About Down's Syndrome : Pre-natal FAQs

The Down’s Syndrome Association is a source of balanced, accurate information and advice.

Here you will find answers to questions that we are often asked. Our Information Officers are happy to answer any questions you have and provide you with further information – we talk to parents at any stage of pregnancy. You can download this information here or call for a hard copy of this document.

You can call us on 0333 1212 300 or email info@downs-syndrome.org.uk

Please click on a FAQ below to expand.

Screening Tests

What screening tests will I be offered by the NHS?

Do I have to take the tests?

The combined test offered in early pregnancy

Screening later in pregnancy

What is considered to be a higher chance of having a baby with Down’s syndrome?

If I have a higher chance figure does that mean that my baby has Down’s syndrome?

Do screening tests that are currently available from the NHS identify all babies with Down’s syndrome?

Non invasive pre-natal testing (NIPT)

My father had a relative with Down’s syndrome; does this mean that I have a higher chance of having a baby with Down’s syndrome?

What happens next if I have a higher chance of having a child with Down’s syndrome?

Diagnostic Tests

What types of diagnostic test are available?

Are the diagnostic tests safe?

Do I have to take the diagnostic test? Should I take the diagnostic test?

Aren’t most babies born with Down’s syndrome born to older mothers?

How many children with Down’s syndrome are born each year in UK?

Why do I have a higher chance/positive diagnosis?

I have heard that people with Down’s syndrome have a learning disability; can the tests tell me the level of my unborn baby’s learning disability?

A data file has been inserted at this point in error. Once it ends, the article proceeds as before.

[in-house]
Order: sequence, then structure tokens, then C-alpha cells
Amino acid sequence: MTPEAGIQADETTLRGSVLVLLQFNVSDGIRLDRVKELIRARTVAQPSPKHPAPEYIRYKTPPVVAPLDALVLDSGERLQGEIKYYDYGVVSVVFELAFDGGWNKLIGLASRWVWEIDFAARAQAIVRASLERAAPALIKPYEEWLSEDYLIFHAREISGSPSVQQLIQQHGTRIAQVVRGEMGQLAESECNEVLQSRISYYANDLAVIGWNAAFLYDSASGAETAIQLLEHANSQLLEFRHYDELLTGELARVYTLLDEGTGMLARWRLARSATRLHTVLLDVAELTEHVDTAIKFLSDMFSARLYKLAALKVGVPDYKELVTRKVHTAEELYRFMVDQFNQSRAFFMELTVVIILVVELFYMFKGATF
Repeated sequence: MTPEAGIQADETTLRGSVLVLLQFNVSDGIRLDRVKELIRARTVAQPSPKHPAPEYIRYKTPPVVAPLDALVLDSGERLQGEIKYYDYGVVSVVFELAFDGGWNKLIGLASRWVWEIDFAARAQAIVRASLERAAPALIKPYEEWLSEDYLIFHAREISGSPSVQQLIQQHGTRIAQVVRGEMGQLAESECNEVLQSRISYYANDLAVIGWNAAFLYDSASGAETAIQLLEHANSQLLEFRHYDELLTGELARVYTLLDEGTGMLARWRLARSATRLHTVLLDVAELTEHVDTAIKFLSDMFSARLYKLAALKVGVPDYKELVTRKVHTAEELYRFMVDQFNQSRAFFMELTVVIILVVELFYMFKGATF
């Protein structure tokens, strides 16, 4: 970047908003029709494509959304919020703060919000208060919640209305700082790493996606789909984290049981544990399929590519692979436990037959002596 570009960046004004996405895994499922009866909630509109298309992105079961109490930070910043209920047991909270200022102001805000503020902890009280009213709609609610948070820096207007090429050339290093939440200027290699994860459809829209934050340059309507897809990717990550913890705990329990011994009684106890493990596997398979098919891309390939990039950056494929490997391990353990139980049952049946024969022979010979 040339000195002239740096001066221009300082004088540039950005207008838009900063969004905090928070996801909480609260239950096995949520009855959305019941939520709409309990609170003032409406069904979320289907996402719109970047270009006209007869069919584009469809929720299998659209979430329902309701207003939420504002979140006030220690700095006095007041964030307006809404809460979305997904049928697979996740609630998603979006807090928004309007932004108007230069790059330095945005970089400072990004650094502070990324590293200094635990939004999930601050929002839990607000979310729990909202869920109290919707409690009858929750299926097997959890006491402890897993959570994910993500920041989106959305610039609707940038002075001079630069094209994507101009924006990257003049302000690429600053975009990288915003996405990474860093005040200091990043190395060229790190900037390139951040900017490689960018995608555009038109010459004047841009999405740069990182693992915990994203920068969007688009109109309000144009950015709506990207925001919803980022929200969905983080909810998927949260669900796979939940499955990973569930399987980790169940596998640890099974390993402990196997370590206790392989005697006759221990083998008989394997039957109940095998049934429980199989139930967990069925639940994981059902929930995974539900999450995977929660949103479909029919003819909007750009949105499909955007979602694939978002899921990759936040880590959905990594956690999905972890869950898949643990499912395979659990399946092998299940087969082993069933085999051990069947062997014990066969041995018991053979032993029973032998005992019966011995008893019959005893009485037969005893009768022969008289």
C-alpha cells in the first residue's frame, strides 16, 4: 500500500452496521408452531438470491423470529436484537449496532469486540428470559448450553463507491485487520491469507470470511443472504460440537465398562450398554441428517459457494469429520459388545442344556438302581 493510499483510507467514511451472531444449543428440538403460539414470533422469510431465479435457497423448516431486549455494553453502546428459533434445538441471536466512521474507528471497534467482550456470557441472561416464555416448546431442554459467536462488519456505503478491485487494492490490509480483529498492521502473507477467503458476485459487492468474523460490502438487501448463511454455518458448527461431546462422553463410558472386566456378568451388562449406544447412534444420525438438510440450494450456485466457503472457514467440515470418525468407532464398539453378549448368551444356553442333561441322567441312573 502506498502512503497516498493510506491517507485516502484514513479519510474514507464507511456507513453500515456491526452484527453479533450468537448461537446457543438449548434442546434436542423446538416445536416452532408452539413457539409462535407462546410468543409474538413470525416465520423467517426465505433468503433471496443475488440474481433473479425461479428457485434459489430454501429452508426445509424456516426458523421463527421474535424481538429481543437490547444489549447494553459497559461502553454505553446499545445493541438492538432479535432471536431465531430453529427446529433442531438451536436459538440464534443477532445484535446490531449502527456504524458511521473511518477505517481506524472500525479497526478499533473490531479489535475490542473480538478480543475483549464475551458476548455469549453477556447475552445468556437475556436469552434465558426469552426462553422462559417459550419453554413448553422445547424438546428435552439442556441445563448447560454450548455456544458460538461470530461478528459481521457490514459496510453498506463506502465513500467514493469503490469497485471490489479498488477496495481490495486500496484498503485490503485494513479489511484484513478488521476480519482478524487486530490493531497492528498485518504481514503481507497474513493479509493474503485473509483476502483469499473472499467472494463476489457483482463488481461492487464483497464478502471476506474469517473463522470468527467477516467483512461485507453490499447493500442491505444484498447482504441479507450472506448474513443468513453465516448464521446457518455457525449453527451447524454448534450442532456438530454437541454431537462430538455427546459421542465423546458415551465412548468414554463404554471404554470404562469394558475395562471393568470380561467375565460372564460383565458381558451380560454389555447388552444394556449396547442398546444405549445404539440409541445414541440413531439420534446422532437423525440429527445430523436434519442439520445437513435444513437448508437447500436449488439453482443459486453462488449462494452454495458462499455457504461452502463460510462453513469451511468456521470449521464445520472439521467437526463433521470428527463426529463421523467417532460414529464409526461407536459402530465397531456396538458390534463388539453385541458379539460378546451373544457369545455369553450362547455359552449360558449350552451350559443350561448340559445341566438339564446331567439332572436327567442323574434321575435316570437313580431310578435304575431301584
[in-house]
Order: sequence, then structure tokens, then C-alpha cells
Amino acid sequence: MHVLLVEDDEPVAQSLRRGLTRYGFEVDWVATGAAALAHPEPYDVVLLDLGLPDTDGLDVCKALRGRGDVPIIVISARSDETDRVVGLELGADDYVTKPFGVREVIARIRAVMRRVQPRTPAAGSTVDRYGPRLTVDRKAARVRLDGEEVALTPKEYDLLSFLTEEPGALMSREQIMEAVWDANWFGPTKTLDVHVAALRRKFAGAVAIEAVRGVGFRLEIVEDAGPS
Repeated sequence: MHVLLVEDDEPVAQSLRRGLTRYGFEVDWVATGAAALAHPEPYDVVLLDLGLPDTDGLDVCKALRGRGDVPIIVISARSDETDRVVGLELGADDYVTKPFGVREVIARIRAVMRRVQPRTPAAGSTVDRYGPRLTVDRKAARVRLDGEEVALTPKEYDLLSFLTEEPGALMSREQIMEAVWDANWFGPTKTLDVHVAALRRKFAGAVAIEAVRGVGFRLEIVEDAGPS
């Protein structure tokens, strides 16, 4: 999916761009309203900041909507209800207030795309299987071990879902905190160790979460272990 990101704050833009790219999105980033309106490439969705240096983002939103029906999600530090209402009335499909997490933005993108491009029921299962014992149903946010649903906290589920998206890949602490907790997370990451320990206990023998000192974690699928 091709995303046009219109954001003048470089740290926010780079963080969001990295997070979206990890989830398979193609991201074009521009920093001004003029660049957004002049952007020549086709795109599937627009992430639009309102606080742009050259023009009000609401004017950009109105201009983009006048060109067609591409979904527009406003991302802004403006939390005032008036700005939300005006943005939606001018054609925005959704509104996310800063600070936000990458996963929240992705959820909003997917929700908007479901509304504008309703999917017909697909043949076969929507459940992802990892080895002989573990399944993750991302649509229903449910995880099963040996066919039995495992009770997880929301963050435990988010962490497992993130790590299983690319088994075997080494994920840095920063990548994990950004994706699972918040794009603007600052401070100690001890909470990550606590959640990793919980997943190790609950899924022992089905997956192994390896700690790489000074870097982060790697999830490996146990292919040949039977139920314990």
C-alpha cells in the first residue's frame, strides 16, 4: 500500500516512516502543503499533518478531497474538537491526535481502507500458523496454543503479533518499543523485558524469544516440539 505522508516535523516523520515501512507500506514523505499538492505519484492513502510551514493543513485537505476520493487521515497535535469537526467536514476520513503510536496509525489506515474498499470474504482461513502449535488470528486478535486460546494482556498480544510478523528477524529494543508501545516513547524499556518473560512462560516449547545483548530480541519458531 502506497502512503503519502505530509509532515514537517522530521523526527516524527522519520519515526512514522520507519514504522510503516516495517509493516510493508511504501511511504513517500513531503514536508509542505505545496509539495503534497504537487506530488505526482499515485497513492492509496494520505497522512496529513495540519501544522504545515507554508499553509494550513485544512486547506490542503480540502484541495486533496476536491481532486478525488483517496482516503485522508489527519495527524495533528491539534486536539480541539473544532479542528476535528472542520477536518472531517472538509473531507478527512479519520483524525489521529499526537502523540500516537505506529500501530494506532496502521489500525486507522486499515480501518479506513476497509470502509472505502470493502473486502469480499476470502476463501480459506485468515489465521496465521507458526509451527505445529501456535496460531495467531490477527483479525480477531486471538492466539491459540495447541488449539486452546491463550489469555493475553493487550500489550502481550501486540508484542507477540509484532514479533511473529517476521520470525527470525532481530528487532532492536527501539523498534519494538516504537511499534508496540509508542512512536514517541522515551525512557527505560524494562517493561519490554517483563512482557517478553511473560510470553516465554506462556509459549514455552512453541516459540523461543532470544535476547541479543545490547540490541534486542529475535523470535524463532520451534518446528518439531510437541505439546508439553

I have had a pre-natal diagnosis or I already have a child with Down’s syndrome, what is the chance of having another baby with the condition?



You will find lots of information and resources about people with Down’s syndrome on the DSA’s website www.downs-syndrome.org.uk including the following publications

Looking Forward to Your Baby

Celebrating our Lives – Adults with Down’s syndrome

People with Down’s syndrome – Your Questions Answered

You can download these from DSA’s website or call us (Tel: 0333 1212 300) for hard copies.

ARC (Antenatal Results and Choices)

Website http://www.arc-uk.org/

Helpline: 0845 077 2290 (Mon to Fri 10.00 am to 5.30pm) or 0207 713 7486 via mobile.

NHS – Screening for Down’s syndrome


Did you know…?

  • Around one in every 1000 babies born in the UK will have Down’s syndrome.
  • There are approximately 40,000 people in the UK with the condition.
  • Although the chance of a baby having Down’s syndrome is higher for older mothers, more babies with Down’s syndrome are born to younger women.
  • Down’s syndrome is caused by the presence of an extra chromosome in a baby’s cells. In the majority of cases, Down’s syndrome is not an inherited condition. Down’s syndrome usually occurs because of a chance happening at the time of conception.
  • Down’s syndrome is not a disease. People with Down’s syndrome are not ill and do not “suffer” from the condition.
  • People with the syndrome will have a learning disability. The learning disability affects a person’s ability to learn, it does not mean they cannot learn.
  • Today the average life expectancy for a person with Down’s syndrome is between 50 and 60 with a small number of people living into their seventies.

About the Down’s Syndrome Association

  • Last year we responded to over 8,500 telephone enquiries on our switchboard from members, professionals and the general public, and over 3,800 calls on our helpline.
  • Our website was visited by over 466,034 people from over 150 countries worldwide.
photograph: Eleonora_os/Shutterstock.com

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